|4112127||Method for processing and filling a dough product||September, 1978||Popeil||426/92|
|4075359||Method of forming perforated flat dough pieces||February, 1978||Thulin||426/502|
|3872757||Improved biscuit cutter and method of making same||March, 1975||Hargadon||425/298|
|3475521||METHOD OF MAKING PLASTIC CONTACT LENSES||October, 1969||Stroop||264/153|
|3456300||COMPOSITE HISTOLOGIC TISSUE RECEPTACLE AND EMBEDDING STRUCTURE||July, 1969||Pickett||249/134|
|3234895||Means for preparing dough for cooking||February, 1966||Leiby||426/503|
|3115164||Reinforced plastic composition and process of preparing the same||December, 1963||Vanderbilt||156/184|
|3026822||Apparatus for making a filling containing pastry||March, 1962||Gatti||994/506|
|2386993||Method of and apparatus for making ravioli||October, 1945||Valdastri||426/283|
|2195424||Dusting powder||April, 1940||Raiche||264/163|
|2186451||Method of installing unbreakable watch crystals||January, 1940||Dutcher||264/163|
|2163579||Manufacture of confections||June, 1939||Bianchi||426/283|
|2138247||Pie die||November, 1938||Tatosian||426/283|
|1945755||Dough handling machine||February, 1934||Scruggs, Jr.||425/298|
|1844142||Stuffed pastry machine||February, 1932||Barili||904/502|
|1793263||Apparatus for making chocolate cherries||February, 1931||Trop||994/502|
|1573577||Method and apparatus for making flush-tank bulbs||February, 1926||Roberts||425/510|
|1477693||Roll cutter||December, 1923||Clark||D7/43|
This application is a continuation-in-part application of co-pending application Ser. No. 965,521 filed Dec. 1, 1978 and entitled MAGIC PRESS FORM FOR PASTING DOUGH.
a frame having a plurality of through dough-forming mold openings, each of said mold openings being in the form of a frustoconical chamber, the included angle of walls defining said frustoconical chamber being between about 20 degrees and 60 degrees;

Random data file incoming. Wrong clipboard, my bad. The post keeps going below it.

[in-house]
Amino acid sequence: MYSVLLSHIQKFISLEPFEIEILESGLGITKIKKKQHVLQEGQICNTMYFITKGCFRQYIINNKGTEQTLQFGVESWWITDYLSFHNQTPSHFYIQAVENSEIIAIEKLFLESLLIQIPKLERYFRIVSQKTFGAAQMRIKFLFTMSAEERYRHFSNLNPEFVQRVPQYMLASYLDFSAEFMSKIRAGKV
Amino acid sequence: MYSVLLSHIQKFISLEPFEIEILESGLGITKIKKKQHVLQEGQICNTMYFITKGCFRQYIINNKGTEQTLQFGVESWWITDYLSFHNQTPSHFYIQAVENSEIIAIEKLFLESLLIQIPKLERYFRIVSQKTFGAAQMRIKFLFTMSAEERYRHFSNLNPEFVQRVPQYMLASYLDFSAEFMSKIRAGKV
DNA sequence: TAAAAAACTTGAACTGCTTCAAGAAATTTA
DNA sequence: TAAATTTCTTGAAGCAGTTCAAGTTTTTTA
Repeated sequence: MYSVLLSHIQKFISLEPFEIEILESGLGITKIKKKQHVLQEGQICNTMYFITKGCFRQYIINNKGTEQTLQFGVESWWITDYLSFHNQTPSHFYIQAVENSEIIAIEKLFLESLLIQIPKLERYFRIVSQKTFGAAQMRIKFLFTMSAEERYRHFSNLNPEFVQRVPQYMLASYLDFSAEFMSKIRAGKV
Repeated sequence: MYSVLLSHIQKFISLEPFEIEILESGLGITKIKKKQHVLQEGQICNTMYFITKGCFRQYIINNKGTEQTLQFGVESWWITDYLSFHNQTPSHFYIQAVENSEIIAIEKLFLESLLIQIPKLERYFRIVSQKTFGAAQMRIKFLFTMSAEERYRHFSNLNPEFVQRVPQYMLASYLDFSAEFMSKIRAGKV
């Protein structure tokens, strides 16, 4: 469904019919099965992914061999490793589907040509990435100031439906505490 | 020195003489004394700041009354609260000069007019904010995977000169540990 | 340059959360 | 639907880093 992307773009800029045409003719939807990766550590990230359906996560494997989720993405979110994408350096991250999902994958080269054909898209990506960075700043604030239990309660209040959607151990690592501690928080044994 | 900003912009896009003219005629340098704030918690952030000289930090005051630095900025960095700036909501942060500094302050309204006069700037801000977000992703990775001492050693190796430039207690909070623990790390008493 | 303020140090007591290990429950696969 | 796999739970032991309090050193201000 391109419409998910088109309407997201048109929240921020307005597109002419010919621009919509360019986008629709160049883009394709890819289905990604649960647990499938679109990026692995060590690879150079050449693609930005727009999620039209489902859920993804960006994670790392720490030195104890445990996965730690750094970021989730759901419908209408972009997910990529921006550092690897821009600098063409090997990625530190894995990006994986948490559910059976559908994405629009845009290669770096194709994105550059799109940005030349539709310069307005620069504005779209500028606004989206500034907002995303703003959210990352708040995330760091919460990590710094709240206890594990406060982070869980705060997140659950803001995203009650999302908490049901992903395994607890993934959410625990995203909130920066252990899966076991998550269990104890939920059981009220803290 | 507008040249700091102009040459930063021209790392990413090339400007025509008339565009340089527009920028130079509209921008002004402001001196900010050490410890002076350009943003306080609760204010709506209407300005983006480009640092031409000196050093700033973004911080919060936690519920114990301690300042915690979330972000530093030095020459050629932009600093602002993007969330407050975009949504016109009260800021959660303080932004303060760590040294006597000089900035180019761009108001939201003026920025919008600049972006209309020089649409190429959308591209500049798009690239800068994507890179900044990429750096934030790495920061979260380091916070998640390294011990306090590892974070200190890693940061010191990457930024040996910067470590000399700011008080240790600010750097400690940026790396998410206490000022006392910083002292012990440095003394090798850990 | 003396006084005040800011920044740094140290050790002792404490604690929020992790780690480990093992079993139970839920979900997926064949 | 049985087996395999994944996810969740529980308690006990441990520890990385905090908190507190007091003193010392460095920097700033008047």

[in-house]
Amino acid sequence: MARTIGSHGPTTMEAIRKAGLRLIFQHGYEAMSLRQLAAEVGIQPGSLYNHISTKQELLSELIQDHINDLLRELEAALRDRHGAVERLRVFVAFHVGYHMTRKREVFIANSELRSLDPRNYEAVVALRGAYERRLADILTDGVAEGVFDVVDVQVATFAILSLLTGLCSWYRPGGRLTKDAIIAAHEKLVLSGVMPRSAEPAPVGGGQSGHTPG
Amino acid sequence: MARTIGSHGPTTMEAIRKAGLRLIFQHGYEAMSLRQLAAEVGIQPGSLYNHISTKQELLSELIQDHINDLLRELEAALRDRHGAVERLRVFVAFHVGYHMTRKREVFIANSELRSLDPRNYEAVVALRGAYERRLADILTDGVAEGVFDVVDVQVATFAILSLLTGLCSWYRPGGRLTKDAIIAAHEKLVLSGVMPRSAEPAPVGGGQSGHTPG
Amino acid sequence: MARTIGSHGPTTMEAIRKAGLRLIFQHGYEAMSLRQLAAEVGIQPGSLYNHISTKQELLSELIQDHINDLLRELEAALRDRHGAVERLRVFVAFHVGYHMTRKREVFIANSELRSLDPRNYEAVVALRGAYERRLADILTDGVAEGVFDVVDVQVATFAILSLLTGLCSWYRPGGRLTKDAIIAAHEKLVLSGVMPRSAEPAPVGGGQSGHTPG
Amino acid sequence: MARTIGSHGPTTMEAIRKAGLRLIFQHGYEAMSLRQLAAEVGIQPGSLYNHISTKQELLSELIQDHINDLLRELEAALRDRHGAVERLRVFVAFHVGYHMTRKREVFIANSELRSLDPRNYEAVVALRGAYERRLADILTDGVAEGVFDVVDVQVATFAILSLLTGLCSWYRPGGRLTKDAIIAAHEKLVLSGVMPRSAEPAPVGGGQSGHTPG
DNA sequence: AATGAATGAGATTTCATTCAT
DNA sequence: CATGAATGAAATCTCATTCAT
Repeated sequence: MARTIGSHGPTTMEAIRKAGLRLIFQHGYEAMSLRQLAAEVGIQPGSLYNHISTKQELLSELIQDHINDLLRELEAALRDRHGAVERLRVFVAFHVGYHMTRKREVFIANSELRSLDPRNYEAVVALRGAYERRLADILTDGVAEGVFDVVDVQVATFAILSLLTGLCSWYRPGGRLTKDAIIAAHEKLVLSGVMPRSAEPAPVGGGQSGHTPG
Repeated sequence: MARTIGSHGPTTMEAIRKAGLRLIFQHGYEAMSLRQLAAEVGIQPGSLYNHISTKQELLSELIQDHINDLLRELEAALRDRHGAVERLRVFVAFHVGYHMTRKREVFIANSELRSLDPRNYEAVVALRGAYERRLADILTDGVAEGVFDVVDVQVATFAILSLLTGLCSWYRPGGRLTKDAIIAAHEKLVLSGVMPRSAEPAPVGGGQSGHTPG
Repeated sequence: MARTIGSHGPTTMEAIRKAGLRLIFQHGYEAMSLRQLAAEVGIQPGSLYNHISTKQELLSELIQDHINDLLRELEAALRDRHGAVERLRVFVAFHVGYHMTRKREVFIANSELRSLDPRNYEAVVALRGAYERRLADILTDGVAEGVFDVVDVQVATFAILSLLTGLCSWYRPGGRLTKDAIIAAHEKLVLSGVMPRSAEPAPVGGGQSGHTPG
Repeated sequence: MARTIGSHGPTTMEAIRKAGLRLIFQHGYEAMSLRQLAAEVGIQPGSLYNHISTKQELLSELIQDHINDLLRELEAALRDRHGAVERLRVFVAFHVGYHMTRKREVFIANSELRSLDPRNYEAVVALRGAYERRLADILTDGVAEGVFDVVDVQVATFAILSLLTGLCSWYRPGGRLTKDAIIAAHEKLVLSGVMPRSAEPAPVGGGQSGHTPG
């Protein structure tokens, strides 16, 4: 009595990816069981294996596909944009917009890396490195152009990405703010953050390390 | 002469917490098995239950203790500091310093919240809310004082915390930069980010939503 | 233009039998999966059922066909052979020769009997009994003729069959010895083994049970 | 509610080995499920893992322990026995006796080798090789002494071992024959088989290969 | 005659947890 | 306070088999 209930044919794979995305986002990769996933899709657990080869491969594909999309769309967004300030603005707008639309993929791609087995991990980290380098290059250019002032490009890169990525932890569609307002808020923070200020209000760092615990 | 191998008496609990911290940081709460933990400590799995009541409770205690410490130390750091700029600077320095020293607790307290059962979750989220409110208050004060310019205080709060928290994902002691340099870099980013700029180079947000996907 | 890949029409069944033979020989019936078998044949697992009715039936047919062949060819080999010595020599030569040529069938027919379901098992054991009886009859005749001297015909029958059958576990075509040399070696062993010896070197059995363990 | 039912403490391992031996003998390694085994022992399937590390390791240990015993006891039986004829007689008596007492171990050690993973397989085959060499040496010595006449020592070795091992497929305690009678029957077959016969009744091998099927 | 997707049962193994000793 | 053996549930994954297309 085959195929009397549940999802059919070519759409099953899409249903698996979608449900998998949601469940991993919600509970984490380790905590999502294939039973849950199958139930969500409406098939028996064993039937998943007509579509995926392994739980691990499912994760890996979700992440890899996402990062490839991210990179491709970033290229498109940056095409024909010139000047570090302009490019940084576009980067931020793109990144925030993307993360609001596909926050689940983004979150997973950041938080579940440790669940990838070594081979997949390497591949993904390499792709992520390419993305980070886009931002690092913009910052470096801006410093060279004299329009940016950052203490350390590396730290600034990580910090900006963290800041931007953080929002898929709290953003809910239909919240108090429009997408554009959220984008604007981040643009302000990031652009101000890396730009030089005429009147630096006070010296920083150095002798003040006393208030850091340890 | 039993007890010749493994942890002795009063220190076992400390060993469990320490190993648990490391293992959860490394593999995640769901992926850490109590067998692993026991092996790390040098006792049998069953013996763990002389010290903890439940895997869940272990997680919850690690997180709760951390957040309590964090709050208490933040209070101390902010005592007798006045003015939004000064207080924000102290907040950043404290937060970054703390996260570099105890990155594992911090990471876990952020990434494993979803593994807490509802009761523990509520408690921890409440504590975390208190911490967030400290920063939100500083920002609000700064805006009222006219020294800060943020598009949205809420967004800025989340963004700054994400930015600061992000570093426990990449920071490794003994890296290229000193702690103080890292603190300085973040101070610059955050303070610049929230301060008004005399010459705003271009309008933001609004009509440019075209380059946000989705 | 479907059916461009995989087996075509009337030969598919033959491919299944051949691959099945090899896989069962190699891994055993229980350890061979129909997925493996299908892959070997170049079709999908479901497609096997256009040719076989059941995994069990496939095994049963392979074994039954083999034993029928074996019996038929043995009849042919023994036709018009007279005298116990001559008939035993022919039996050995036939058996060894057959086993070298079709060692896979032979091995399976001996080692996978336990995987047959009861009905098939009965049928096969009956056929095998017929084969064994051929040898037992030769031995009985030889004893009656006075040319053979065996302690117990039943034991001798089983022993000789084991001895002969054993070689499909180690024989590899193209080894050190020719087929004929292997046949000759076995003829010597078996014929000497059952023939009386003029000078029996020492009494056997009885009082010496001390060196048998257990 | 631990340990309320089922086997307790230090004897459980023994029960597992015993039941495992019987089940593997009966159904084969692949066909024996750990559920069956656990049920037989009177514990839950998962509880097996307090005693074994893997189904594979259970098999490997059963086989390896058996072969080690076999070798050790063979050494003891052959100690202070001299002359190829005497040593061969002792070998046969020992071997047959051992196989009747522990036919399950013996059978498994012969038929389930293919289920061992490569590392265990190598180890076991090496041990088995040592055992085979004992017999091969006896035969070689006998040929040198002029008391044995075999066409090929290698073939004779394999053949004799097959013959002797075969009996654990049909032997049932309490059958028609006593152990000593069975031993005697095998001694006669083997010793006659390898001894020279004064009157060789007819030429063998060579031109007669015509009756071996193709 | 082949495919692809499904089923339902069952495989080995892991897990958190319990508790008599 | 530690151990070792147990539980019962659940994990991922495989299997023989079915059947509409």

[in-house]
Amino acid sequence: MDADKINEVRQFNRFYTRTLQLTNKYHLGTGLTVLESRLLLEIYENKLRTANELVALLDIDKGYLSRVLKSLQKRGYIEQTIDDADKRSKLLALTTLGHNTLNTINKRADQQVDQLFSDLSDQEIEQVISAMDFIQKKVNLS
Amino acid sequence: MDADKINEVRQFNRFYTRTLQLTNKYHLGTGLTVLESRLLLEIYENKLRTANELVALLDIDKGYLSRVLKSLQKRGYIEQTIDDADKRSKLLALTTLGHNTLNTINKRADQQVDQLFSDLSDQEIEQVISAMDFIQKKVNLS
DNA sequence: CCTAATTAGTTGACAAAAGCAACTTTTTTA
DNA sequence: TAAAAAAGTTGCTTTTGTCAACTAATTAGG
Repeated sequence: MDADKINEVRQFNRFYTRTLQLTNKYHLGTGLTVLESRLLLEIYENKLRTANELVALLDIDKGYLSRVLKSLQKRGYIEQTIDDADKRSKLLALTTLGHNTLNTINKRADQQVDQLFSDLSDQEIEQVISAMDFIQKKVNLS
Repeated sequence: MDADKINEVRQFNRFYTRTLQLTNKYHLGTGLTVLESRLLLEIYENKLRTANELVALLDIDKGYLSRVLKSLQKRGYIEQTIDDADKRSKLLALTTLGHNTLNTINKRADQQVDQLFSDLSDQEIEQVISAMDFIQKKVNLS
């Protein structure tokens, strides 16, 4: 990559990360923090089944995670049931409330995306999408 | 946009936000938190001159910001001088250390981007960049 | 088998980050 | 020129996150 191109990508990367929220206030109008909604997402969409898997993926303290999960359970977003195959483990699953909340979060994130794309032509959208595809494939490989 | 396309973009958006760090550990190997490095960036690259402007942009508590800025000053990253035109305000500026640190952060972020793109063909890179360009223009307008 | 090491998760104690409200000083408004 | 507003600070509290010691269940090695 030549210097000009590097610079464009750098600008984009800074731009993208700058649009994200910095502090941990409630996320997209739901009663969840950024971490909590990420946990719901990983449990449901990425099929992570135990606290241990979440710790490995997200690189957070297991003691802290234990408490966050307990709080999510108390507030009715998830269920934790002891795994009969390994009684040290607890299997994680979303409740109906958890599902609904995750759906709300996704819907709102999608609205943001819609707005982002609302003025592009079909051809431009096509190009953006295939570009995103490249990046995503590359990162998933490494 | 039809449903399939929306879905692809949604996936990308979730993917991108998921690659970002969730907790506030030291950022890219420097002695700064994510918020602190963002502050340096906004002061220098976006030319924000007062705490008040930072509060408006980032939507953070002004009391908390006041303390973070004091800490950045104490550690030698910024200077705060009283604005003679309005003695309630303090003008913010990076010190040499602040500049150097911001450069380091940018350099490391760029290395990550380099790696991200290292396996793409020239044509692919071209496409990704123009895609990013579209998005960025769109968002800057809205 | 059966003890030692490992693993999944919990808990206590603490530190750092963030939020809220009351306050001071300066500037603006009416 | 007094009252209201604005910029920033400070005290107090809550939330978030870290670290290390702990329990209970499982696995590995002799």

said frame having means for securing the edges of said dough products together, including generally horizontally extending pasting surfaces within each of said mold openings said chamber being of continuously reduced cross-section except for said pasting surfaces; and said frame further having means for cutting said dough envelopes apart, including sharp cutting ridges extending upwardly around said mold openings, said ridges terminating in cutting edges extending around each of said openings, said ridges being straight or curved and being being triangular in cross-section, with the included angle from said cutting edges being of the order of from about 60 degrees to 120 degrees, and said ridges being about 1/8 of and inch in height above said pasting surfaces.
a plastic injection molded frame having a plurality of dough-forming through mold openings, each of said mold openings being in the form of a frustoconical chamber, the included angle of walls defining said frustoconical chamber being between about 20 degrees and 60 degrees;
said frame including means for pasting the edges of said dough envelopes together, including generally horizontally extending pasting surfaces within each of said mold openings;
said frame further including means for cutting said dough envelopes apart, including cutting ridges extending upwardly around said mold openings, said ridges being triangular in cross-section and terminating in straight sharp cutting edges forming regular hexagons around each of said openings, with the about 60 degrees to 120 degrees;
said cutting edges being located about one-eight of an inch above said horizontal pasting surfaces; and
said frame having a continuous flange extending downwardly at a slight downwardly directed angle around the periphery of said apparatus, said chamber being of continuously reduced cross-section except for said horizontally extending pasting surfaces.
support wall means associated with each said mold and forming an inverted conical chamber open at top and bottom and horizontal surfaces below said cutting edges for receiving and partially supporting the dough envelope during cutting and pasting of the dough layers together, said horizontal surfaces being within said chamber, and said cutting ridges being sharp and straight or curved and being spaced above said horizontal surfaces by about one-eighth of an inch, said chamber being of continuously reduced cross-section except for said horizontal surfaces.